The first time the series falls seriously prey to the more-is-more (and in the latter ’70s, more is more is Moore) approach. I don’t think Eon got the message. A series of set pieces (some tiresomely elongated; see the sleep-inducing underwater climax) in search of an involving plot, Thunderball is frequently very nice to look at but little else. That said, the first half of the picture isn’t bad at all (something true of several Bond failures), and there are welcome distractions in the form of Claudine Auger’s Domino and particularly Luciana Paluzzi as SPECTRE employee Fiona Volpe; she’d have been much better positioned as the main villain, rather than Adolpho Celi’s Largo.

Memorable turns too from Philip Locke (Vargas) and Guy Doleman (Count Lippe; Doleman being best known as Harry Palmer’s concurrent boss Colonel Ross). The end result, though, is as loud and empty as Tom Jones’ title song. Still, Thunderball was a massive hit, possibly still the series’ biggest ever globally (inflation adjusted figures are only available for the US, where it sits at the top of the roost), and so dictated the approach of many future instalments, alas. It also gave Kevin McClory a protractedly disputed stake in Bond (Never Say Never Again is not to be found in this rundown; nor are the David Niven Casino Royale or Operation Kid Brother come to that).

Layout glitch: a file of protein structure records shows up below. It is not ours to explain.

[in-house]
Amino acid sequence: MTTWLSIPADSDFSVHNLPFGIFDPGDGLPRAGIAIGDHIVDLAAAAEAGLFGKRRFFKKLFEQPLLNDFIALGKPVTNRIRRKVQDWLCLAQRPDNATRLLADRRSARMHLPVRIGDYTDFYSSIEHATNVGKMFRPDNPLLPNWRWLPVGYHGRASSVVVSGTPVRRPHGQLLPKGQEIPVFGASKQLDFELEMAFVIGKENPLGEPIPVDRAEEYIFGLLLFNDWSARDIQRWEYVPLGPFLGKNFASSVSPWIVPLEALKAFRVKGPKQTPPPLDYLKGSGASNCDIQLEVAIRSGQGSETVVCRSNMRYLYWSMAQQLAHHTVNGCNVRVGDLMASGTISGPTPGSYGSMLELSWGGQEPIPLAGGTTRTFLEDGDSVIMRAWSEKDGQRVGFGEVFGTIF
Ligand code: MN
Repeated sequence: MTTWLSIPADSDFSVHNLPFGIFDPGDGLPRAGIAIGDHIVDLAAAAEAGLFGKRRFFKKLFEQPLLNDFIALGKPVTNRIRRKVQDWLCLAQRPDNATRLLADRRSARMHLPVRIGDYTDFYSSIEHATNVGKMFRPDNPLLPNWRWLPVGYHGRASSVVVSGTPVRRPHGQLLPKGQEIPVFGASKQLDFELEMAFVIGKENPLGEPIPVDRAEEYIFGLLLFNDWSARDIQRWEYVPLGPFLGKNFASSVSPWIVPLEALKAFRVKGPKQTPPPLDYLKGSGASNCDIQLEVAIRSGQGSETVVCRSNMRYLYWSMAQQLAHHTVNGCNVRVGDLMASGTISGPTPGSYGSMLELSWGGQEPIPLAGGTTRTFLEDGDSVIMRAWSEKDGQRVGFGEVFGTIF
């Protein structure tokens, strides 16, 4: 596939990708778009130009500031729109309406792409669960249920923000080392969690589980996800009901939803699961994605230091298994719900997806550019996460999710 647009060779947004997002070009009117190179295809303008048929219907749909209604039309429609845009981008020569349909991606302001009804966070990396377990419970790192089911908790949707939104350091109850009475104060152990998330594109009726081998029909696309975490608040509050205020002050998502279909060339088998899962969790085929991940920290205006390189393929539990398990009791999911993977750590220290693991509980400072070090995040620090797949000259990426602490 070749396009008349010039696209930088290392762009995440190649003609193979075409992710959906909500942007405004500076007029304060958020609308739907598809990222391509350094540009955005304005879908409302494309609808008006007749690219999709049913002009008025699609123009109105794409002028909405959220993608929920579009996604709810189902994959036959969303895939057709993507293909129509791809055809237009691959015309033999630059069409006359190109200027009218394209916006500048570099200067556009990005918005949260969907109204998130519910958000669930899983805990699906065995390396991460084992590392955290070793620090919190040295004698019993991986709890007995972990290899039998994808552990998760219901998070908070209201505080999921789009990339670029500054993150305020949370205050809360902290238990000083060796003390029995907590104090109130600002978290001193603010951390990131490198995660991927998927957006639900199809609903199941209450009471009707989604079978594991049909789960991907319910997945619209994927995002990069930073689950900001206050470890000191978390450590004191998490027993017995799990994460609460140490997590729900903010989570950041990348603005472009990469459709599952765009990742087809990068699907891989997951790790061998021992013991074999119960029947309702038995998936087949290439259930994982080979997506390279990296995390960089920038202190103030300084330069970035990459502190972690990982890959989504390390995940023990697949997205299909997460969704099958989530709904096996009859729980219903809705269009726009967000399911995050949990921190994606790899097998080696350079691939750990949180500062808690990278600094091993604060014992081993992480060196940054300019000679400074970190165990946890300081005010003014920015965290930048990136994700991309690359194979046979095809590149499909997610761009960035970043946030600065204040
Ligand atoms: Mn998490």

Review: Thunderball

16. Dr. No
(1962)

Just because it’s first, doesn’t mean it’s fantastic. Connery’s debut as Bond is more satisfying in the opening stages, when it more closely resembles a traditional spy picture, than when we are introduced to the titular character and his soon-to-be typically extravagant lair. It’s a fairly no-frills picture, made on a slim budget but boasting an exotic Jamaica location shoot and an easy confidence.